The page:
A plan to give 100 self-driving cars to families in Sweden over four years has been delayed by Volvo — the company had originally hoped to provide the vehicles before the end of 2017.
Called Drive Me, the Swedish automaker debuted the program in 2015, which was meant to test Level Four autonomous cars on public roads. Similar trials would then be conducted in the UK and China.
Level Four — out of five — is where a vehicle is capable of driving itself in almost all situations with no human involvement or supervision.
A Level Four vehicle still includes conventional controls, and would rely on human help in challenging conditions — heavy snow and ice, for example. But for everyday driving, the car would be in control, with passengers able to check their phone, watch TV or read instead of watching the road.
However, the goal of delivering these vehicles has now been delayed until 2021 after the company, famed for its advanced vehicle safety, decided it cannot meet its original deadline without removing risk from the equation.
The 'brain' of a self-driving VolvoVolvo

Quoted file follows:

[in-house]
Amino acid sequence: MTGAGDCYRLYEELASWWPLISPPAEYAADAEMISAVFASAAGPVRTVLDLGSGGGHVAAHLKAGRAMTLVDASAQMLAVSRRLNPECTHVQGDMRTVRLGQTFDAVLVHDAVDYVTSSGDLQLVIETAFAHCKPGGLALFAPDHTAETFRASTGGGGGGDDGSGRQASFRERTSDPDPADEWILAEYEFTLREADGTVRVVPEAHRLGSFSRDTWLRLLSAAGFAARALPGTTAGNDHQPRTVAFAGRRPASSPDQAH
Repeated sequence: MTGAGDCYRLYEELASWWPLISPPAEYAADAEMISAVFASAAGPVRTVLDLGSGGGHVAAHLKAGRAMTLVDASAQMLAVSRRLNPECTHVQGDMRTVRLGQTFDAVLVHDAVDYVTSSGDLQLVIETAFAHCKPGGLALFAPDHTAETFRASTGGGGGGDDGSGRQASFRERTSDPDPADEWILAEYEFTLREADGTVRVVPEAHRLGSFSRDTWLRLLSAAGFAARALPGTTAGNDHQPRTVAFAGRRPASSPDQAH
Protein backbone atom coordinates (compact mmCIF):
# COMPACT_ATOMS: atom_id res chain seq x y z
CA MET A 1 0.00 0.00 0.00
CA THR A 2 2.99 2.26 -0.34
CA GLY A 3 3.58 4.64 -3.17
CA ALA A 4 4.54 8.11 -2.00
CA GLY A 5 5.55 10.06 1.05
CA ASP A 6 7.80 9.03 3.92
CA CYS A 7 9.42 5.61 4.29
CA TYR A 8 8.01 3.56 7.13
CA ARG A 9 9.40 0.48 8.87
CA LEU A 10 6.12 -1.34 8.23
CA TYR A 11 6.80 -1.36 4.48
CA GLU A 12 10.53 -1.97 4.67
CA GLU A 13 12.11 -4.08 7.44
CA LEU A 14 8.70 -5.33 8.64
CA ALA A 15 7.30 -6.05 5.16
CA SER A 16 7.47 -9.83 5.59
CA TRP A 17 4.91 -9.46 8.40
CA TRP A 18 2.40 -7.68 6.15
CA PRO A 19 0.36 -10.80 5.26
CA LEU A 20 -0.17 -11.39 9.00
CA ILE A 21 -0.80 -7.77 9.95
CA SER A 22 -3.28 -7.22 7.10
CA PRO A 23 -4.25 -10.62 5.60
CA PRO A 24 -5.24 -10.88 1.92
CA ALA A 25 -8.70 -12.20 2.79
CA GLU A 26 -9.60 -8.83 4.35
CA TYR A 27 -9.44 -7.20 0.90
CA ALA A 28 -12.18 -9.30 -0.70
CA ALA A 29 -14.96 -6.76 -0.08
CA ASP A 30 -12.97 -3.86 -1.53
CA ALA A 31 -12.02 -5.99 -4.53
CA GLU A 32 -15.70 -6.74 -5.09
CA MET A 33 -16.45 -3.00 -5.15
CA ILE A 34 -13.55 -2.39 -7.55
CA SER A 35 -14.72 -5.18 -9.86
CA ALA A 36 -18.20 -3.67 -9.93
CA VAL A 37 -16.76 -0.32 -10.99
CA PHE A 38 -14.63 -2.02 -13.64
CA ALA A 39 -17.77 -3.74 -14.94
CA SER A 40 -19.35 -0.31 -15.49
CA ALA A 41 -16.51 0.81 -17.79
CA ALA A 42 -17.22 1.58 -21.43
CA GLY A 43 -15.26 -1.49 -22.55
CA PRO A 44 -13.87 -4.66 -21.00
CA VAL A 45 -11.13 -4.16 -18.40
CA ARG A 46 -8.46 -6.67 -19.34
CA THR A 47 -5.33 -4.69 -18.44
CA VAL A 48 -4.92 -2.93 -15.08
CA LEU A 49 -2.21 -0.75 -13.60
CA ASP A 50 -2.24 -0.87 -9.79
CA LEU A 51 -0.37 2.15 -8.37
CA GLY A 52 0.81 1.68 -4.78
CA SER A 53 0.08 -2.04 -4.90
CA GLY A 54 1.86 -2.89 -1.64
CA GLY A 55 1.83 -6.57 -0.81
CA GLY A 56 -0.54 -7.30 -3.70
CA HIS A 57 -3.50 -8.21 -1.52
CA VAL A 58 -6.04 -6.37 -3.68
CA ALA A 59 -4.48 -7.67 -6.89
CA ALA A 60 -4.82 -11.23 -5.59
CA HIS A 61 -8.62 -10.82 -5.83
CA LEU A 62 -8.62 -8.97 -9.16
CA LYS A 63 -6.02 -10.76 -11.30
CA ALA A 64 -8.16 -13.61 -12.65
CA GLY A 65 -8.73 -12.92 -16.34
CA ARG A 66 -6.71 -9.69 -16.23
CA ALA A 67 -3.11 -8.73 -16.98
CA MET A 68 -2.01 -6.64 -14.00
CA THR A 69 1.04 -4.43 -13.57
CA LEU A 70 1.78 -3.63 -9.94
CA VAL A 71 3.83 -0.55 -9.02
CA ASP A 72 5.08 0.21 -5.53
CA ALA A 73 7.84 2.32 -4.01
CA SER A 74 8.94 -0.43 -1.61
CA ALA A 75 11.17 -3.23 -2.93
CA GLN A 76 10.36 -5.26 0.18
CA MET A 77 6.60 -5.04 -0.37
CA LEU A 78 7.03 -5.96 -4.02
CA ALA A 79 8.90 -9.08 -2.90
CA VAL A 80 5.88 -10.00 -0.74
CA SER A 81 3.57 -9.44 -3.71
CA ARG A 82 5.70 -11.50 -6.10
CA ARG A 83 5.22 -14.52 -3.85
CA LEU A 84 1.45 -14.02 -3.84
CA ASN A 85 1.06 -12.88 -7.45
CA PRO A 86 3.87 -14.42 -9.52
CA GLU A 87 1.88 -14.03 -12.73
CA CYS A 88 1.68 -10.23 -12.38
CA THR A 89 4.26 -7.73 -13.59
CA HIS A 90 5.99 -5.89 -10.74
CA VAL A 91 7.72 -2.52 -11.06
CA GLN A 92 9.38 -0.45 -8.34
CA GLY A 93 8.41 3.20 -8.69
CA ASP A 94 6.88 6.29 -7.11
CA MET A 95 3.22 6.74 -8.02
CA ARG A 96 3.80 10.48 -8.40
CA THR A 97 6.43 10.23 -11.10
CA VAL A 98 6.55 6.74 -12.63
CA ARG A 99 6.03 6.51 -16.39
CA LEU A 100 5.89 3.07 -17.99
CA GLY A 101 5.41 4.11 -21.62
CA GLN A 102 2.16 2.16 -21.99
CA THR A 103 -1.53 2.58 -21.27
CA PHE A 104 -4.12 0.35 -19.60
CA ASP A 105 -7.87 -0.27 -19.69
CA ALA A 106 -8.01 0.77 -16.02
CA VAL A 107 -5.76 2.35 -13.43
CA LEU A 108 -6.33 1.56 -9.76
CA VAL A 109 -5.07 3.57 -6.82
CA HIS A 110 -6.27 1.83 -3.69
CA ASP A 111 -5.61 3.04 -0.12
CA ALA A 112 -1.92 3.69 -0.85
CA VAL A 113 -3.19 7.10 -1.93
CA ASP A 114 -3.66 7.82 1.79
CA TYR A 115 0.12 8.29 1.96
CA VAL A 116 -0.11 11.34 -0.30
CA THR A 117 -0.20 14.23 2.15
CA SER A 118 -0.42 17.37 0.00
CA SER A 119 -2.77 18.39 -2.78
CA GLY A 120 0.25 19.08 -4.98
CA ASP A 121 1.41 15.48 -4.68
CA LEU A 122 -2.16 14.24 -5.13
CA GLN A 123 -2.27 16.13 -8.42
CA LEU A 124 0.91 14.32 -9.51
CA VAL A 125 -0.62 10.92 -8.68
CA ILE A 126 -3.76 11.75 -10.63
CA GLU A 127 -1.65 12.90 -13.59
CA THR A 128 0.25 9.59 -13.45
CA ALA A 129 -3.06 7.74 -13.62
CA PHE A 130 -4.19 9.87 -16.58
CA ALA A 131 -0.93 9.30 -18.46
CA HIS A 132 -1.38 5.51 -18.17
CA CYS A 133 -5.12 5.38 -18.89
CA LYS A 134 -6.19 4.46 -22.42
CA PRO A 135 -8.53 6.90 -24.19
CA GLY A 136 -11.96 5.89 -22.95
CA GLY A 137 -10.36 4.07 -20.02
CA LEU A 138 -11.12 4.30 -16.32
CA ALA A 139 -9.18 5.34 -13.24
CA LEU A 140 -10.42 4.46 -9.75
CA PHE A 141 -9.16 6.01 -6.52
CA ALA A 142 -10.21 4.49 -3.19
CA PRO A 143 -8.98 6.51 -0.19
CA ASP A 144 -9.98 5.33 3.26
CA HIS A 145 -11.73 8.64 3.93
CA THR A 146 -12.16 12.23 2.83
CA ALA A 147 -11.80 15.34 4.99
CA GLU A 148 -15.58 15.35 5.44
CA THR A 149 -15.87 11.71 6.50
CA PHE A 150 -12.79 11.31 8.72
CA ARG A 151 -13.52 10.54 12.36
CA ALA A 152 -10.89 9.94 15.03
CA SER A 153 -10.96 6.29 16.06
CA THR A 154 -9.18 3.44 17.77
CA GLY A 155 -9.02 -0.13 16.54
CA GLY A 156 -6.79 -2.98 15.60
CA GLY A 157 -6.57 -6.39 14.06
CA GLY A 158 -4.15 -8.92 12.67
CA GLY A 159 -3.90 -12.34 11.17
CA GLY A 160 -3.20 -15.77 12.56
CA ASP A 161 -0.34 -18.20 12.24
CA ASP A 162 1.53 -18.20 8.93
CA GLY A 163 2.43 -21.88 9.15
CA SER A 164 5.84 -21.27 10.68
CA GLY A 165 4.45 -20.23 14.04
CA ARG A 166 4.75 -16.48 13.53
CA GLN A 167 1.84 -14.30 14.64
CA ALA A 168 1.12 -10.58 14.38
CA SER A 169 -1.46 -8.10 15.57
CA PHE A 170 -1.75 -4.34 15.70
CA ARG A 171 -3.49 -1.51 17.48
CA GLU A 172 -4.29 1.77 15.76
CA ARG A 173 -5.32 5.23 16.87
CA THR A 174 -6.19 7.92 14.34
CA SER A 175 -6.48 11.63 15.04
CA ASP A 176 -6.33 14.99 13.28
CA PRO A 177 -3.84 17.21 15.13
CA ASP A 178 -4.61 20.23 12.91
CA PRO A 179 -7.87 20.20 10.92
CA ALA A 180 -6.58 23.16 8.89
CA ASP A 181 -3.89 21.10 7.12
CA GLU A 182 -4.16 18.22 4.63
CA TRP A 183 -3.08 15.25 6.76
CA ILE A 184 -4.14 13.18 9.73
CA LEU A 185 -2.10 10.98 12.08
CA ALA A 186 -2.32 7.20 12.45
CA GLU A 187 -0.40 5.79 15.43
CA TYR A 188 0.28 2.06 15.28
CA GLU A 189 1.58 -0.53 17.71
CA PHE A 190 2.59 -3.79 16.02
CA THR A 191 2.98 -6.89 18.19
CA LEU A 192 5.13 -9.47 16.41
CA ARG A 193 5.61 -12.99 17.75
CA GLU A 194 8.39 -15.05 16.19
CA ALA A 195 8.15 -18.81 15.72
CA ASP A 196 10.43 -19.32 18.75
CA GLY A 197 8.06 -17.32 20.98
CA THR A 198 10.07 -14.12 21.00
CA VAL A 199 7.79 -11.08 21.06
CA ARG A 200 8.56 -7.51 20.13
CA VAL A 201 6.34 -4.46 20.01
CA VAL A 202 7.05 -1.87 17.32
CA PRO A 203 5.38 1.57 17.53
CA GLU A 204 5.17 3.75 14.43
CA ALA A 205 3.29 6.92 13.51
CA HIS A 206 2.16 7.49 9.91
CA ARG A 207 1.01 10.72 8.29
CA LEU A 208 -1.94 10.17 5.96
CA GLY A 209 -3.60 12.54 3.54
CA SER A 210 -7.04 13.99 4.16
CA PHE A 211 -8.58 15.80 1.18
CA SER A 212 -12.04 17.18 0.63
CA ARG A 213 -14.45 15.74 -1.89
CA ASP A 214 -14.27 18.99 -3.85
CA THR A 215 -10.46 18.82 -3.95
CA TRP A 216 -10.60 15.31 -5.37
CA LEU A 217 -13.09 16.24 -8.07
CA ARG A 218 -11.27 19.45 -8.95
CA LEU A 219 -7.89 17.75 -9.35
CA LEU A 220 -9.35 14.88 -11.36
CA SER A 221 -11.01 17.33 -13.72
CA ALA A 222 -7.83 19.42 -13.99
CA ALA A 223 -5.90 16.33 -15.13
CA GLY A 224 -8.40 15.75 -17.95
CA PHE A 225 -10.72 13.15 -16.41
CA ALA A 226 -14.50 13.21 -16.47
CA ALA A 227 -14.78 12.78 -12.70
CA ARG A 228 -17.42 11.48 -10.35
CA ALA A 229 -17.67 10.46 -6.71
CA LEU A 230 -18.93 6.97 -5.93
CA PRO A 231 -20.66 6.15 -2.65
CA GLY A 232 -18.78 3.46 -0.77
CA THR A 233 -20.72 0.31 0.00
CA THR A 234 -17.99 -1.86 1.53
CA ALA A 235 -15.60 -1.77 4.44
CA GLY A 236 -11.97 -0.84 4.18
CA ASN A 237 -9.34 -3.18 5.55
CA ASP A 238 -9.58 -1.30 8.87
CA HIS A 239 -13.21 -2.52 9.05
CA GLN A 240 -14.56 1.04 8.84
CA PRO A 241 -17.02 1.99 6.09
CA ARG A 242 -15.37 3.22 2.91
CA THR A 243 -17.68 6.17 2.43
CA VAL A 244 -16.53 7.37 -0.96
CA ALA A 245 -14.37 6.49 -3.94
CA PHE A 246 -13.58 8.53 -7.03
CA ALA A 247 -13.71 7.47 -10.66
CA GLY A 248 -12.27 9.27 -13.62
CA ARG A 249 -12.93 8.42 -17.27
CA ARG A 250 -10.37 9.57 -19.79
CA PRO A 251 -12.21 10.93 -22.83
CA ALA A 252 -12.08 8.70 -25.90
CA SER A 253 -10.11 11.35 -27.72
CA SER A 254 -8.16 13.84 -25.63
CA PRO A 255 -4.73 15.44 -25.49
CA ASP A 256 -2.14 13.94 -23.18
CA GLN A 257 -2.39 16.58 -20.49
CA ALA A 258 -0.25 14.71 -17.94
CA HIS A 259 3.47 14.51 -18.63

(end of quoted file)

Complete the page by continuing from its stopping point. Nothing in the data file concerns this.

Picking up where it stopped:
In particular, Volvo found the rate of improvement in sensors used by autonomous cars to be so great, that it does not yet want to pick the final hardware, for fear that it will quickly be outdated.
"On the journey, some of the questions that we thought were really difficult to answer have been answered much faster than we expected," Marcus Rothoff, Volvo's autonomous driving program director, told Automotive News Europe. "And in some areas, we are finding that there were more issues to dig into and solve than we expected."
Rothoff added: "The development in sensor performance and processor capabilities is going so much faster than we expected in 2013. Because advancements are being made at such a rapid pace, we want to make this decision as late as possible."
The first families to take part in the trial have already received their vehicles. But to start, these will be fitted with the same Level Two autonomous features as sold on Volvo cars worldwide, legal to use on public roads in the US and Europe. The technology is similar to that of Tesla's Autopilot. A key difference, however, is that the cars are fitted with cameras and monitoring devices to observe how the self-drive systems are used.
Volvo will then analyze how the systems are used and work out whether customers are happy to hand more control over to the car, or not. The goal here is to offer the most autonomy that car buyers want to pay for and feel comfortable with — not the most that is technologically possible.